A friend looked at the driver, LOC-CD.SYS (I suspect this is a renamed IBMCDROM.SYS) in a hex editor and noticed the clear strings IBM and TOSHIBA. The old drive was in fact a Toshiba. Changing the Vendor field on the SCSI2SD to TOSHIBA fixed the problem immediately. I do not know if IBM would have worked. Since Toshiba made a lot of CDROMs in the era, I suggest you try this.
MacOS in the "beige era" (system 6/7, possibly 8, probably not 9?) was extremely picky about SCSI CDROMs. The Apple official driver only works for Apple-branded drives.
Beware: If you connect a non-Apple CDROM and insert a bootable disc, while it will work, and you can even install an OS from it, and you can restart, boot off the HDD, and still access that drive, you are seeing a fantasy world. I am told that the classic MacOS installer injects a generic CDROM driver into memory that works for the duration of install, and persists through a warm boot, but once you cold-boot the machine, it'll evaporate. Don't waste 12 hours troubleshooting like I did - expect the drive to stop working unless you find a third-party driver, like FWB CD Toolbox, that happens to have support for it (not a guarantee.)
I have only experimented with this on one System 7 Mac (a Color Classic, although really it's an LC550, since that board was transplanted into it.) I get the impression other contemporary Macs have similar problems.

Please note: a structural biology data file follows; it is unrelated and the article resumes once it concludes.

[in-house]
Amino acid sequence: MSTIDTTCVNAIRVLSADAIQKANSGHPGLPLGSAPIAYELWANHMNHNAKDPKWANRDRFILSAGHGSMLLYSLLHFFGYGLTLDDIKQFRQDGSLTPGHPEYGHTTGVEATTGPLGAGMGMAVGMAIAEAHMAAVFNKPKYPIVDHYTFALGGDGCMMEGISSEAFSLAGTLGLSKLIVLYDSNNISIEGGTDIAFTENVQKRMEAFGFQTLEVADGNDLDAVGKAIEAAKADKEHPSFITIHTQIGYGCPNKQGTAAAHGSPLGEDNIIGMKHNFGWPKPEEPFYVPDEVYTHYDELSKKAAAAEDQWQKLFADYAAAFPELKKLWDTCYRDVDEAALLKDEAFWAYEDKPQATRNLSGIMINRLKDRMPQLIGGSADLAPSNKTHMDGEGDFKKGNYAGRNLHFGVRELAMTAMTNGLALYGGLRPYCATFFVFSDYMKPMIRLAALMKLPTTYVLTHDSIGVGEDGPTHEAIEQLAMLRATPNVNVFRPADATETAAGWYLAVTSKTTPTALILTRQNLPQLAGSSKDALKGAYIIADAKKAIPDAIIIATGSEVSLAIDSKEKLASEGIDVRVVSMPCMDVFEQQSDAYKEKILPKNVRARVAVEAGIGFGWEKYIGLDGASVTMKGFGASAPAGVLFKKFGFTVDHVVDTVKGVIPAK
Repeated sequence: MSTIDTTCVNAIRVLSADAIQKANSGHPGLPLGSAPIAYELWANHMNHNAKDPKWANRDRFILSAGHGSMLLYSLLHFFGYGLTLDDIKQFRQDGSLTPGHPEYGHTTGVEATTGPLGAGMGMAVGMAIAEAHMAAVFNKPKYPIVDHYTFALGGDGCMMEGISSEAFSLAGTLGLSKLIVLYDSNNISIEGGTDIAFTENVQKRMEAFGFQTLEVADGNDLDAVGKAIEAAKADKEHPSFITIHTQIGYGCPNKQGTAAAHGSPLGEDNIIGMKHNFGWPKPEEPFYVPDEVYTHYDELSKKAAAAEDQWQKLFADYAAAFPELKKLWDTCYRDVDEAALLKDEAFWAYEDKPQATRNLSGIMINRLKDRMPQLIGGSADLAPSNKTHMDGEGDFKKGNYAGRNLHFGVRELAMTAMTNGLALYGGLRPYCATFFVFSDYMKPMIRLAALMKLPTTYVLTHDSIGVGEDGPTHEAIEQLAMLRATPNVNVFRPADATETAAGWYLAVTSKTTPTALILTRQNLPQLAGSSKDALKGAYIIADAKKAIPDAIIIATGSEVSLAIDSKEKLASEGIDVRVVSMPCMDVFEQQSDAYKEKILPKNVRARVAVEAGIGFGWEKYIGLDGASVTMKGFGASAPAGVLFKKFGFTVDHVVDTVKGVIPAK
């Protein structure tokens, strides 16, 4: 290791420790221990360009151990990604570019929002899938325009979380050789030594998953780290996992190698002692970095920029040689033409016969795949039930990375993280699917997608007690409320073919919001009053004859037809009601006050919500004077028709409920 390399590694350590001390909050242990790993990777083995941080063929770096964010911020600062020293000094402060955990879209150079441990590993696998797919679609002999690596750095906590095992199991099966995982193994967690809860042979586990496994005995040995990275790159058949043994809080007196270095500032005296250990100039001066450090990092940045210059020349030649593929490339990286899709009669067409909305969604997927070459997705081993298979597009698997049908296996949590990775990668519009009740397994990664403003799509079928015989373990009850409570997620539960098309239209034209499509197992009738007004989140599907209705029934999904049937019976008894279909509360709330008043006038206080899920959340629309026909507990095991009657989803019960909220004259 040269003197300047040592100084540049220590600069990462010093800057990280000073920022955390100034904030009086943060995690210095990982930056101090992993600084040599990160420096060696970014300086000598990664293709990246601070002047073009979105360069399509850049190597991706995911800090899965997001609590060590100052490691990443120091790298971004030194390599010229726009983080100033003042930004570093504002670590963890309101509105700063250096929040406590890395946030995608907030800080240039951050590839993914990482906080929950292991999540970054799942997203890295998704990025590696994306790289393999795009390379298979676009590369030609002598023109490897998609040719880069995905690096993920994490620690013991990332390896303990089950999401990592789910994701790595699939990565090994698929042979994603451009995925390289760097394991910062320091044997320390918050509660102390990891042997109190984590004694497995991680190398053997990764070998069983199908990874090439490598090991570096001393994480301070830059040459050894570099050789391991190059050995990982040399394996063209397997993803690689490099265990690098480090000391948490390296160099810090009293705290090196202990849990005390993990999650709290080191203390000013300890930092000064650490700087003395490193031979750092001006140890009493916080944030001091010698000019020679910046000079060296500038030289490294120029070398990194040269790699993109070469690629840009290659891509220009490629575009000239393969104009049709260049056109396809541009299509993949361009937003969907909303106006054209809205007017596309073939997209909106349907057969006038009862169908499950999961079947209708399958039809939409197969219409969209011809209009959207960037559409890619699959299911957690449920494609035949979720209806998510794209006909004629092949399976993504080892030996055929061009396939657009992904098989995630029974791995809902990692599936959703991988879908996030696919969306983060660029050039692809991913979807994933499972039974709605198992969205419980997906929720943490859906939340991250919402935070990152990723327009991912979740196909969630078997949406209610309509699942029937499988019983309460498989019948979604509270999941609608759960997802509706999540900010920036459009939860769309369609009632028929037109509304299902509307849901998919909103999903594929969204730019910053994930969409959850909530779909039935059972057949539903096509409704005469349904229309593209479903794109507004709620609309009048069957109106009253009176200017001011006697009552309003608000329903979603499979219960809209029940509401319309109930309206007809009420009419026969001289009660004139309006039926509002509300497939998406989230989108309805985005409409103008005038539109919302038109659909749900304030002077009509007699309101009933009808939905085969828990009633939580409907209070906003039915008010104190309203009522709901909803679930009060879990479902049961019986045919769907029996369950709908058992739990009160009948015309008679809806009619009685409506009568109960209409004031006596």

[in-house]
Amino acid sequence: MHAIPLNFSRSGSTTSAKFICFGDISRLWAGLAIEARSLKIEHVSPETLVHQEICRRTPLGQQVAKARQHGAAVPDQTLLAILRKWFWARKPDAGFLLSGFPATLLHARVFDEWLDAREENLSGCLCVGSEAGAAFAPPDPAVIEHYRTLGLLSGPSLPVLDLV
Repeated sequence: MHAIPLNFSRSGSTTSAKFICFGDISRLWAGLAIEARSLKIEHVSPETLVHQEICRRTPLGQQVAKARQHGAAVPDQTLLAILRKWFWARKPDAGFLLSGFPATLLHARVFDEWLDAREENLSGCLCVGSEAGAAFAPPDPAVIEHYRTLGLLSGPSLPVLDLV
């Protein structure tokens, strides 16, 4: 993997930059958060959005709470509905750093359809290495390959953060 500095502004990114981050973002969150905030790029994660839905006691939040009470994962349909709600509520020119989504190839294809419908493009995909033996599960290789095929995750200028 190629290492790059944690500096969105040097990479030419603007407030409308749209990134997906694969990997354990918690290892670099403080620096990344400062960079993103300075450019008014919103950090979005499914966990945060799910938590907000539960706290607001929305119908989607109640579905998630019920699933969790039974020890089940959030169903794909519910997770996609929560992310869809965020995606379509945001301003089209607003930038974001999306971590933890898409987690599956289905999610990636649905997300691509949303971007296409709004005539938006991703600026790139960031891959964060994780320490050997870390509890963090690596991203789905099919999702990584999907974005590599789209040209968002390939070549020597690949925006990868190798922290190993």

I have not fully figured out this process, but I have two scenarios that you can try.
This should be as simple as writing the MacOS install disc ISO to an SD card, then applying the config from the screenshot above. You aren't trying to match any vendor IDs, so it should Just Work. I have not tested this with a SCSI2SD, but I did with a third-party physical CDROM from LaCie. It works until you cold-reboot.
File > Compileto write out an ISO, then write that to your second SD card with e.g. balenaEtcher.
If this doesn't work, get a copy of Disk Tools from OS 7.5 (again, you can get a writeable .IMG from WinWorldPC) and write it to a floppy. Repeat step 6, but when you reboot, pop in the Disk Tools floppy. If it works, you'll boot up into 7.5 with both the CDROM and HDD accessible.
In theory, there's no reason the SCSI2SD shouldn't work with the normal Apple CDROM driver, if you could assign the correct Vendor, Product and Version IDs. I don't know what those are, so I haven't been able to test this. If you know them, please email me: email@example.com. You may be able to get these using Apple's System Profiler.
How do you change which "disc" is "inserted"? There is no "swap image" option; you have to write a new SD card and insert it. When you remove and reinsert a card, it's as if you ejected and inserted a disc, so the host machine will behave appropriately. You can just pull the SD card, overwrite it, then put it back in to "swap discs" if you only have one card.
Are there any commonly-used SCSI IDs? I suspect that most "computer" type devices will accept any SCSI ID. My Eduquest CDROM came with the ID set to 0, but the machine, and its picky driver, still see the SCSI2SD just fine if I set it to ID 4. Maybe integrated devices could be pickier. Macs often use 3 for a CDROM, but again, this does not seem important.
It has been suggested to me that by convention, "hard drives are 0 and 1, and CDs are usually 2 or 3, on big iron / unix systems, but usually 3 or 4 on consumer gear (mac, amiga)."
I do not know if this is due to the machine expecting specific IDs, or just because they use a single chain (cable) with multiple devices, and this convention avoids collisions. I suspect the latter - in theory, SCSI IDs should never matter as long as you don't have two devices with the same ID.